What do NASA astronauts, new parents, and NBA phenoms have in common? They all owe a debt of gratitude to burdock (Arctium), whose hook-tipped burrs inspired the invention of Velcro®. Hailed as the revolutionary "zipperless zipper," the hook-and-loop fastener has been used to adhere artificial hearts, diving gear, and diapers. And it emulates a design that was refined and perfected by a certain thistle: burdock.
In the wild, the adhesive mechanism is designed for seed dispersal. Burdock thistles attach themselves to unwitting passers-by, and the mature seeds tumble from the hooked vessel. In our manufactured world, burdock-inspired Velcro® is used on space suits and sneakers (readers of a certain generation will recall vintage three-strap Adidas and kangaROOS, with their handy Velcro® pouch).
As anyone who's emerged from a forest stroll with a sleeve covered in burdock will agree, the wonderful story of Velcro®'s genesis is too familiar to be apocryphal. In 1941, Swiss engineer George de Mestral (1907-1990) encountered the plant while on a hunting trip in the Alps with his dog. Upon disentangling several burdock burrs from the dog's fur, the engineer became curious about their design. He took a closer look under a microscope, which revealed the many tiny hooks that easily bind to most organic textures (fabric, fur, skin et al.). Ah ha! De Mestral saw great potential in this simple fastening device as an alternative to the zipper.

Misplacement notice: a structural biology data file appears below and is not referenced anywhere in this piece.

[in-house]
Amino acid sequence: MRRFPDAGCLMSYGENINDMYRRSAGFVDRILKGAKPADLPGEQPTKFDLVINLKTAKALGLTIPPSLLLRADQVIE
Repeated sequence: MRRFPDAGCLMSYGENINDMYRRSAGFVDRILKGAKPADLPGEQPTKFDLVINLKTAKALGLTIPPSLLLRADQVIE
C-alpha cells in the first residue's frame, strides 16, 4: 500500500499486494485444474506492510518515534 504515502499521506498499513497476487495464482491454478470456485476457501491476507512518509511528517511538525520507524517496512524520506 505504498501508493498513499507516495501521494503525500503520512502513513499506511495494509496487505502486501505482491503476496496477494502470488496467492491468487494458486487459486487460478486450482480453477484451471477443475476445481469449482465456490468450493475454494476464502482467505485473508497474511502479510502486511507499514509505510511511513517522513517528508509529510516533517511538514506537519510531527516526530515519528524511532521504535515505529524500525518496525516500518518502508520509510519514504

While de Mestral's notion of burdock biomimicry would eventually sweep through textile designs of the 1970s and 80s, it took a while to get right. He spent about ten years consulting with weavers and engineers, and experimenting with various fabrication methods. A patent for Velcro® was granted in 1955.
Today, according to Vecro® enthusiasts, there is a call for de Mestral's successor. While convenient and inexpensive, Velcro® has one problem: It is famously noisy. Engineers are rumored to be toiling away at the "holy grail" of silent Vecro®. It should be noted that the plant itself does not go quietly—so, perhaps we should instead wait for burdock to evolve a silence? After all, its design seems hard to improve on.